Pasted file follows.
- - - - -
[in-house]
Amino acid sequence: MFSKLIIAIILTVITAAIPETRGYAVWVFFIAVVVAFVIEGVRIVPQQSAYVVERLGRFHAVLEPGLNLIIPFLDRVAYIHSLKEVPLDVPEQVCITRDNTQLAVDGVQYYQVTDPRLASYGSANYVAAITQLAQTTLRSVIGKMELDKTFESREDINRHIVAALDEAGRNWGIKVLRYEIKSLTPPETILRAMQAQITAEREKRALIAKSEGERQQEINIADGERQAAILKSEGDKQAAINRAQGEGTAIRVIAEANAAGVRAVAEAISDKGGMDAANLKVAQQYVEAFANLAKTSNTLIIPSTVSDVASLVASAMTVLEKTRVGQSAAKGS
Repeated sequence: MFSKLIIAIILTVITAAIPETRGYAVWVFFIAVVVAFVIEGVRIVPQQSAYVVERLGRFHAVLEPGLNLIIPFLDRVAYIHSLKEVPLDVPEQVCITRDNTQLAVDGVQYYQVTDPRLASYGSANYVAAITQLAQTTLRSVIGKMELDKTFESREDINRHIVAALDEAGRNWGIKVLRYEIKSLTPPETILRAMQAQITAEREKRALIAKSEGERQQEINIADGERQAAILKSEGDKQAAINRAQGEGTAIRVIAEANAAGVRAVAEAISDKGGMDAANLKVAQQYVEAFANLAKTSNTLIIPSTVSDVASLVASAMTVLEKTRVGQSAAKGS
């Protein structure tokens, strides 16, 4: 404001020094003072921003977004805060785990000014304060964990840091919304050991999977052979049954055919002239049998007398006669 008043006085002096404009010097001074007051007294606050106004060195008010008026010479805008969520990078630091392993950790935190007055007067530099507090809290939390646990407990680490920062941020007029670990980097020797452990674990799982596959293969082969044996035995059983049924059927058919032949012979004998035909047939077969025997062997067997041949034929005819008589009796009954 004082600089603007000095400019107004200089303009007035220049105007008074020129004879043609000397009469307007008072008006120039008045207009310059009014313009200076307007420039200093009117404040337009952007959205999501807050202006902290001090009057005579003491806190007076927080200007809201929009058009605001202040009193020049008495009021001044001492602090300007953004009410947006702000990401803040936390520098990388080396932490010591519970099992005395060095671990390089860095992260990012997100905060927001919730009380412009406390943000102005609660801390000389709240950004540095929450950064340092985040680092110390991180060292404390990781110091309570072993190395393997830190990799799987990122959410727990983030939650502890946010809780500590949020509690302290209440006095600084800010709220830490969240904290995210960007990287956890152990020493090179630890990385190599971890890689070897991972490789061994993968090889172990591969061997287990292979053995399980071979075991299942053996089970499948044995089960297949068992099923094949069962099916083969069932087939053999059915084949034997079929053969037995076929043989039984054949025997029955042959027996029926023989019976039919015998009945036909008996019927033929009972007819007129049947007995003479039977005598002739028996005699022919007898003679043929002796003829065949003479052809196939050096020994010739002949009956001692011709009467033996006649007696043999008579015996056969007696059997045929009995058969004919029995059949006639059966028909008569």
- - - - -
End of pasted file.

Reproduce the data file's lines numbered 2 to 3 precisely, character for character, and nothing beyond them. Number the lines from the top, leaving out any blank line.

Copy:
Amino acid sequence: MFSKLIIAIILTVITAAIPETRGYAVWVFFIAVVVAFVIEGVRIVPQQSAYVVERLGRFHAVLEPGLNLIIPFLDRVAYIHSLKEVPLDVPEQVCITRDNTQLAVDGVQYYQVTDPRLASYGSANYVAAITQLAQTTLRSVIGKMELDKTFESREDINRHIVAALDEAGRNWGIKVLRYEIKSLTPPETILRAMQAQITAEREKRALIAKSEGERQQEINIADGERQAAILKSEGDKQAAINRAQGEGTAIRVIAEANAAGVRAVAEAISDKGGMDAANLKVAQQYVEAFANLAKTSNTLIIPSTVSDVASLVASAMTVLEKTRVGQSAAKGS
Repeated sequence: MFSKLIIAIILTVITAAIPETRGYAVWVFFIAVVVAFVIEGVRIVPQQSAYVVERLGRFHAVLEPGLNLIIPFLDRVAYIHSLKEVPLDVPEQVCITRDNTQLAVDGVQYYQVTDPRLASYGSANYVAAITQLAQTTLRSVIGKMELDKTFESREDINRHIVAALDEAGRNWGIKVLRYEIKSLTPPETILRAMQAQITAEREKRALIAKSEGERQQEINIADGERQAAILKSEGDKQAAINRAQGEGTAIRVIAEANAAGVRAVAEAISDKGGMDAANLKVAQQYVEAFANLAKTSNTLIIPSTVSDVASLVASAMTVLEKTRVGQSAAKGS